Teada & The Ebony Hillbillies
High Roads & Railroads:
A Musical Journey Through the Intersection of Two Cultures
The music of Ireland meets the music of an African-American string band. During the early American experience, both musical traditions borrowed heavily from one another. When slaves were called to bring their stringed instruments to play for the plantation frolics they brought their fiddles and banjos and played the jigs, and reels – dance music - often from an Irish tradition. As the oldest known traditional Irish instrument, the fiddle took its place as the primary instrument at these gatherings. The banjo, having its origin in West Africa, was brought to the plantation adding its rhythmic sound to the fiddler’s lines. So fitting were these two instruments, the banjo was then taken to Ireland to become a “traditional” Irish instrument. These common roots and experiences will be explored musically as these two great traditions come together for an evening of music and dance from Africa, America and Ireland.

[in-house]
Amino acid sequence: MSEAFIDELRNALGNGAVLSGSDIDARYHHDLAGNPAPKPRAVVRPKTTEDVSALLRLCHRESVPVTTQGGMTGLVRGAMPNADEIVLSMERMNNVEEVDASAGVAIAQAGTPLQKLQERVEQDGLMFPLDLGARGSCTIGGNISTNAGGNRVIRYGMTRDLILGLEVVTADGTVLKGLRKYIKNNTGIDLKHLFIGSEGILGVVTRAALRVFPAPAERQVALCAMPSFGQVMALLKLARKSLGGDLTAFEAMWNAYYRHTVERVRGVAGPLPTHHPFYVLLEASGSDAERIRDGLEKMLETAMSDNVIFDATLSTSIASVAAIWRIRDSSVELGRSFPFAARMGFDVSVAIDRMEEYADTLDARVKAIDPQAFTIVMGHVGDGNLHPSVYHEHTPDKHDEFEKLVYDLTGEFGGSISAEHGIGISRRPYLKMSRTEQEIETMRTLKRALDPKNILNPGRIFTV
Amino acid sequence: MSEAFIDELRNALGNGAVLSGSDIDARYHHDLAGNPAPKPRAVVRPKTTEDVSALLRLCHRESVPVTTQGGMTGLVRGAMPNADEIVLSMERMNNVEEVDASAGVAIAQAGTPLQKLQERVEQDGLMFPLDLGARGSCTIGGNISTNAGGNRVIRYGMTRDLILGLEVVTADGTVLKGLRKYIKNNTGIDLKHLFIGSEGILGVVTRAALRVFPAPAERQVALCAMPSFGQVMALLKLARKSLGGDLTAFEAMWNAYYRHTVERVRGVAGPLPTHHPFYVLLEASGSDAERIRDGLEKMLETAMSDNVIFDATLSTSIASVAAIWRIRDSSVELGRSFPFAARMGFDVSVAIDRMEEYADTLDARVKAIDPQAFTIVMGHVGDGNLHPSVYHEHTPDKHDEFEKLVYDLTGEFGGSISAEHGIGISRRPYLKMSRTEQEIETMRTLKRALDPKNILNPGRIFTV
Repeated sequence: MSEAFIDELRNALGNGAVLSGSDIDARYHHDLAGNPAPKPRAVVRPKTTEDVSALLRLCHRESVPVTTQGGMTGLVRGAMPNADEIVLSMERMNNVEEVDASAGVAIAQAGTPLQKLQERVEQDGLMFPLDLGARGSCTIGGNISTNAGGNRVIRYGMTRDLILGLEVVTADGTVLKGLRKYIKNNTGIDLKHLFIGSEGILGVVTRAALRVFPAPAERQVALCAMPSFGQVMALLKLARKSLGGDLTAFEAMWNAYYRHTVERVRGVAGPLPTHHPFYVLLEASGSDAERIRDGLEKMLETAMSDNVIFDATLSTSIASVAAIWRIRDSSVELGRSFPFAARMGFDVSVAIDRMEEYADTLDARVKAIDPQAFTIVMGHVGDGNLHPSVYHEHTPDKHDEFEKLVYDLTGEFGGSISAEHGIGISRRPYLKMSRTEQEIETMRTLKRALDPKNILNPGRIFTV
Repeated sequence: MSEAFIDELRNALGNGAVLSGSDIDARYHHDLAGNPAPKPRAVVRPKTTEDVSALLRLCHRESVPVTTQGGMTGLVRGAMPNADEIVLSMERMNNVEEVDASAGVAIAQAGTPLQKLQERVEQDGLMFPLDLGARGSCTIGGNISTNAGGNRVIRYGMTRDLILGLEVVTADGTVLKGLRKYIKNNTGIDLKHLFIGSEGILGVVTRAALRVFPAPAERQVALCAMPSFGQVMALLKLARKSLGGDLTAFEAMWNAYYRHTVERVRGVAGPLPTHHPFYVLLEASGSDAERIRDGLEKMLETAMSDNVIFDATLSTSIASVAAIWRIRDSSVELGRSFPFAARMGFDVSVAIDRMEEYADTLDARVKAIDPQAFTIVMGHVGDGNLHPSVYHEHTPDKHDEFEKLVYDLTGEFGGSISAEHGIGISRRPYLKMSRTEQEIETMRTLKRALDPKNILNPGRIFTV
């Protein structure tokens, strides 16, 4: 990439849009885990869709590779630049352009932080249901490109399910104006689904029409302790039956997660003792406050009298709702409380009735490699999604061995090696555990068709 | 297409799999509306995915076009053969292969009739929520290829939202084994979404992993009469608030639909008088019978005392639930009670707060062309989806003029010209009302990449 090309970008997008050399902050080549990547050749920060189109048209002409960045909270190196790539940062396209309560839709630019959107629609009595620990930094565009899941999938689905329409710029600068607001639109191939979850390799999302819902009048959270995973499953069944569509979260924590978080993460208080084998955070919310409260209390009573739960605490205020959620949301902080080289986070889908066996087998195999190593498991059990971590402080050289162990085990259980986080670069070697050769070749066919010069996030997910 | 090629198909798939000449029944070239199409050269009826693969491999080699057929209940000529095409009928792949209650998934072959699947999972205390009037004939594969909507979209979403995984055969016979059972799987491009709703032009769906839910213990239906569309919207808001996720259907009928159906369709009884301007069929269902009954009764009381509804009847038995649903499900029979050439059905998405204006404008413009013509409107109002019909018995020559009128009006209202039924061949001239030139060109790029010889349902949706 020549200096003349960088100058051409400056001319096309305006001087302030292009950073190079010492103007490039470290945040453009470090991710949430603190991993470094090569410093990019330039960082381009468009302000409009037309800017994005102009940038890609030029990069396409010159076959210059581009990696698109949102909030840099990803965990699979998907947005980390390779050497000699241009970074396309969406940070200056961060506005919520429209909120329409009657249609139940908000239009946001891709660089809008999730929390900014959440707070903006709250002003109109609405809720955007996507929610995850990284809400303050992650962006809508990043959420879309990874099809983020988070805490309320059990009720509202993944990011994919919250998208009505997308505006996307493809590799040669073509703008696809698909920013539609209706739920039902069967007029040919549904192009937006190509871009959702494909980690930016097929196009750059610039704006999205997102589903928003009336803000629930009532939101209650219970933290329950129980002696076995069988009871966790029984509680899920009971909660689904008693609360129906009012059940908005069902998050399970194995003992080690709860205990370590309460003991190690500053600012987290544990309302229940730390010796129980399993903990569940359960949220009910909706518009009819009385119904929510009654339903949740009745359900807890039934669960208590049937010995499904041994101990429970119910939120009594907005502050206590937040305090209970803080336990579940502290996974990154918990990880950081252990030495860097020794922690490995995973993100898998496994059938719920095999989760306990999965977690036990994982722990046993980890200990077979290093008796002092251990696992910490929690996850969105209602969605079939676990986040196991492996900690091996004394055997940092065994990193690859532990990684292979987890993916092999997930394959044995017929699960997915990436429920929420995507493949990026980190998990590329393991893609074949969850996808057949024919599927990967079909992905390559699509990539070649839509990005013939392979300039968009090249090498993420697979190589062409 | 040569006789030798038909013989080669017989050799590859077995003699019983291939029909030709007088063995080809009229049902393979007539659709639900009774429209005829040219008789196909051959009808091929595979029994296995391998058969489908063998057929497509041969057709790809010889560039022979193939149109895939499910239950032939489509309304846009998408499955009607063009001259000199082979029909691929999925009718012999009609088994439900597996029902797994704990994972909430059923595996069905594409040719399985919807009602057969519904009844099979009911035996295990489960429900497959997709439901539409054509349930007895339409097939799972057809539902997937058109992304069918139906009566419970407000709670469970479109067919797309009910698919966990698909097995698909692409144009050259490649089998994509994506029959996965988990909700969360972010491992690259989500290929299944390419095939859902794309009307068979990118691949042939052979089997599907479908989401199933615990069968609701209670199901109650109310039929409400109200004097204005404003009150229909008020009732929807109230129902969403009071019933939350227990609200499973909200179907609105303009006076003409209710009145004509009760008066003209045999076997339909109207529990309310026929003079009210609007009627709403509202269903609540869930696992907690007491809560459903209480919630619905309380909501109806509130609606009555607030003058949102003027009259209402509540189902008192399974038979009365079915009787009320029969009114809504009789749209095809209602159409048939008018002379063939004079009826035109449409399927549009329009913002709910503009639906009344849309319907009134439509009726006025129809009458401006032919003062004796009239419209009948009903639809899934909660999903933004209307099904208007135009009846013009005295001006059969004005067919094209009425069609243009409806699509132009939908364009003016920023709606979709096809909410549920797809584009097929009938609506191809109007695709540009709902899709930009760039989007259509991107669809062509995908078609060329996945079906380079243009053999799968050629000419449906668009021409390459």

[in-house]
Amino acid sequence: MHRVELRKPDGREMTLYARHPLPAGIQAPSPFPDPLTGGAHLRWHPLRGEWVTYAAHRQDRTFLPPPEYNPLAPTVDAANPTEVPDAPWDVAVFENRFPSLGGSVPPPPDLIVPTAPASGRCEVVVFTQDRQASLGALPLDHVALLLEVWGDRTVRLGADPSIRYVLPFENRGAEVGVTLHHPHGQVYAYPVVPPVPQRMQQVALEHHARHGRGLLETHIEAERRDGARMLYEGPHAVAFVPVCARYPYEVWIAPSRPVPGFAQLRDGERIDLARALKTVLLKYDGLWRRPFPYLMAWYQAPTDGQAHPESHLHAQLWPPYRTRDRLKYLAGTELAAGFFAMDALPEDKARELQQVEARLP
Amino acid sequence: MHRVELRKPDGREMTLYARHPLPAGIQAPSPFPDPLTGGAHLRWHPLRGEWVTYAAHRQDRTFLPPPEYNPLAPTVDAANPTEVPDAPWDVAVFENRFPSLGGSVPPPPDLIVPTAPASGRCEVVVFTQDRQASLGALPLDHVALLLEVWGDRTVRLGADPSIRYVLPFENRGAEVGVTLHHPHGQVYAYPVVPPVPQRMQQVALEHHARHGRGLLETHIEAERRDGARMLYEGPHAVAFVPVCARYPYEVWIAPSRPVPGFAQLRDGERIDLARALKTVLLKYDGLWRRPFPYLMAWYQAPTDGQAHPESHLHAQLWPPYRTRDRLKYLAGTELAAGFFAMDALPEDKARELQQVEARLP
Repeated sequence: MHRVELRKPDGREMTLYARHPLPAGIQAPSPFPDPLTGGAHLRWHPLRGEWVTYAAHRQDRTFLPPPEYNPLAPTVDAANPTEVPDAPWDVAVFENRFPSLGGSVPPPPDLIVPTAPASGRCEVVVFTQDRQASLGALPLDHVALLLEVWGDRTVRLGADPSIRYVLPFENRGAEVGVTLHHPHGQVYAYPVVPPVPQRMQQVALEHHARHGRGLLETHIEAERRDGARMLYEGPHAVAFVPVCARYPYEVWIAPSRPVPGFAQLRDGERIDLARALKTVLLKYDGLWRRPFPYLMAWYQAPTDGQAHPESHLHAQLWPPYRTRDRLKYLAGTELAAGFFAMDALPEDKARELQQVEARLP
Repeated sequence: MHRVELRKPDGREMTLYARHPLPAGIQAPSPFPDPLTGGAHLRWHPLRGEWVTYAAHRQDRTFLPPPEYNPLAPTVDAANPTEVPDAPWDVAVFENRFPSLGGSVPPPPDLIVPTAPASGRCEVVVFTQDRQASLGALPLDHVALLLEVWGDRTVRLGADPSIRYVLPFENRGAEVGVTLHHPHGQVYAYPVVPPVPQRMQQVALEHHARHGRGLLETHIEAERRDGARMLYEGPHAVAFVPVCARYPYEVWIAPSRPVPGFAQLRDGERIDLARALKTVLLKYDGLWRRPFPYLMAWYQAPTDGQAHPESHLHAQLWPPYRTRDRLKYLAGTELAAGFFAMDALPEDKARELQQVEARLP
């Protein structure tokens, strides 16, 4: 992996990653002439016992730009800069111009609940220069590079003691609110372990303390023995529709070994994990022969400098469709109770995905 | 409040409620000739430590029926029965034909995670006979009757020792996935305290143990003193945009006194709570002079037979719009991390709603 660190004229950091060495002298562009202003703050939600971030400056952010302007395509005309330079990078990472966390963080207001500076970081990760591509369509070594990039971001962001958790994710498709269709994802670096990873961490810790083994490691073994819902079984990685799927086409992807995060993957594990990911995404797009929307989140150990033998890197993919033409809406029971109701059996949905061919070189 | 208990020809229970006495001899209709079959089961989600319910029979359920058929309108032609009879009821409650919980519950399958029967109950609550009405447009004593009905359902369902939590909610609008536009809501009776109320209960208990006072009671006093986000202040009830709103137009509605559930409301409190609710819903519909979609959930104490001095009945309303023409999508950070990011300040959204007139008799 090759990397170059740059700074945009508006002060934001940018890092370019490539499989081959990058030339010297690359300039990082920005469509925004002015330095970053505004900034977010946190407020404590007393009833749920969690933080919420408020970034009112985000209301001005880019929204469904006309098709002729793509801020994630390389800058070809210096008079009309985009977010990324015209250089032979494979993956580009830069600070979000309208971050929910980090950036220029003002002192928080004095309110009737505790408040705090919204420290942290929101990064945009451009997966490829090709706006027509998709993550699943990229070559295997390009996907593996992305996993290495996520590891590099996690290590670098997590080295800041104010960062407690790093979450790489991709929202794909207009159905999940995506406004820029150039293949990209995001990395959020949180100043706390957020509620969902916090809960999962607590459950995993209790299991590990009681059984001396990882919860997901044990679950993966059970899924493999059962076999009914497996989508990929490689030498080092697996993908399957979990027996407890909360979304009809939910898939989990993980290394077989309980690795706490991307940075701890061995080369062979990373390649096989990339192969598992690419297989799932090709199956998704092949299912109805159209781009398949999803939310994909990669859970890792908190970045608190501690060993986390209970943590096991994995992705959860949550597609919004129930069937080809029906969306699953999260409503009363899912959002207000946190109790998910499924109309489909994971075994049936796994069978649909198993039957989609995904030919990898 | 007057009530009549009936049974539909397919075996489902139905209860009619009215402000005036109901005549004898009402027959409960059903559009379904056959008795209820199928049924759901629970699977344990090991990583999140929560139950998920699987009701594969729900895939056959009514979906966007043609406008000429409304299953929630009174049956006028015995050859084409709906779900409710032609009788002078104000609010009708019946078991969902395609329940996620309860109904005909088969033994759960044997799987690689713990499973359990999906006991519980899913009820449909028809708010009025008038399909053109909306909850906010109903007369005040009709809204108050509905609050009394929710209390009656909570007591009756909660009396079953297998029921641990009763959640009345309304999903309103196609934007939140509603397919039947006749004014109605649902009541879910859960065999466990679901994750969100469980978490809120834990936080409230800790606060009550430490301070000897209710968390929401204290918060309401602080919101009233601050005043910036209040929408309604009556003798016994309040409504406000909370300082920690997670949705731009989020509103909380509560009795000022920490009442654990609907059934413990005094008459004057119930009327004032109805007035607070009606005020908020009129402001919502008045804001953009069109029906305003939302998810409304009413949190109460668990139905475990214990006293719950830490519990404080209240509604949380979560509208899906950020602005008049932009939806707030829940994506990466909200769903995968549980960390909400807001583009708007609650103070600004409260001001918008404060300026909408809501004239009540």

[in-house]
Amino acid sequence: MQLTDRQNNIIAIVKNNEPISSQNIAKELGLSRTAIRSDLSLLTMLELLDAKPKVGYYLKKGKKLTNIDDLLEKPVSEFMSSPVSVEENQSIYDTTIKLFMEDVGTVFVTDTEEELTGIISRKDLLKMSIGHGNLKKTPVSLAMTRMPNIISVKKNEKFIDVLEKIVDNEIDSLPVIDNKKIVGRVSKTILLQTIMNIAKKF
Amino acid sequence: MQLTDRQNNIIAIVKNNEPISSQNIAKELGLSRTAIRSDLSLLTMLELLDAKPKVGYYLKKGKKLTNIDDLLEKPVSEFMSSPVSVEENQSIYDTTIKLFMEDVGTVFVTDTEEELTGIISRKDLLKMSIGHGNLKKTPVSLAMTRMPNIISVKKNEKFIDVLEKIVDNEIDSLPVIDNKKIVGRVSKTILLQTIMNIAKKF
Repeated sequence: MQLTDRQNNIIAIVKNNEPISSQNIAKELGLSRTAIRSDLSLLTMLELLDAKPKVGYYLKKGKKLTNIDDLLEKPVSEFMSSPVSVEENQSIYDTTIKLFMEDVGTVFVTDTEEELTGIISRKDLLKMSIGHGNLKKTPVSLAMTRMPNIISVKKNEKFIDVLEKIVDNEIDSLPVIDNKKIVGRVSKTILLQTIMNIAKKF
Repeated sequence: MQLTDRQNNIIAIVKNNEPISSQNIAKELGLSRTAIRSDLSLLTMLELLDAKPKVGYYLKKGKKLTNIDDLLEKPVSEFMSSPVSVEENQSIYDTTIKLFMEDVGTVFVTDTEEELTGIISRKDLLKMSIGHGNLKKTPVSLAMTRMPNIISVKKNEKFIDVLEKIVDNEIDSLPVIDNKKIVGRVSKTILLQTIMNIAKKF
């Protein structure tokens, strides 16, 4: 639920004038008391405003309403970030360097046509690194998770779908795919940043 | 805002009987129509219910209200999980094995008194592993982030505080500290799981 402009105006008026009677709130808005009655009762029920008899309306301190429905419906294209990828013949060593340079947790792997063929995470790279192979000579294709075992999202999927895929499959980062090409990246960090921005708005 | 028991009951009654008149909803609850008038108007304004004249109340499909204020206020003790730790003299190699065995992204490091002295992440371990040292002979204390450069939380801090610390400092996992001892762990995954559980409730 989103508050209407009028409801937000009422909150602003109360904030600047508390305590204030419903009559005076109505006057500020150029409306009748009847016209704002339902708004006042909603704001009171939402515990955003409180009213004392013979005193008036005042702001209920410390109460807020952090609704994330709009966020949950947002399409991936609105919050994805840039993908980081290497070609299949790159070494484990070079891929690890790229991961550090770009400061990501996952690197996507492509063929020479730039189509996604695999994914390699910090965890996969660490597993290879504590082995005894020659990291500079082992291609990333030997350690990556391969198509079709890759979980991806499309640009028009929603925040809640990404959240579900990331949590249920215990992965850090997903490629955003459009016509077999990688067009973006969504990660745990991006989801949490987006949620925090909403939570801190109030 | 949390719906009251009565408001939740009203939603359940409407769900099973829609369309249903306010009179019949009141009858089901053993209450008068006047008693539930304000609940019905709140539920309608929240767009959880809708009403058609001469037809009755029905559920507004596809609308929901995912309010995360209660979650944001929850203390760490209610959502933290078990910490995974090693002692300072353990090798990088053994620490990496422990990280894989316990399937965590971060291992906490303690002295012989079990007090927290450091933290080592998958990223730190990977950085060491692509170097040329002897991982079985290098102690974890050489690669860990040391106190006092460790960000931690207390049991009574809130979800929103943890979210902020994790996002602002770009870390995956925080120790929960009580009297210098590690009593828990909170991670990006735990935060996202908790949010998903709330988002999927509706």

Upon hearing of the collaboration between Teada & the Ebony Hillbillies, it was hard to ignore the possibilities that these two bands could bring to the stage. Having seen Teada many times I was aware of their musical chops and also the joy that they bring to their shows. Oisin is a known leader in his generation of traditional musicians. Being a huge fan of cross cultural music and art we saw this as an opportunity to educate our audience on some of the early roots music in America and how Irish music related to it. It is one fantastic show. Barry Stapleton, Milwaukee Irish Fest
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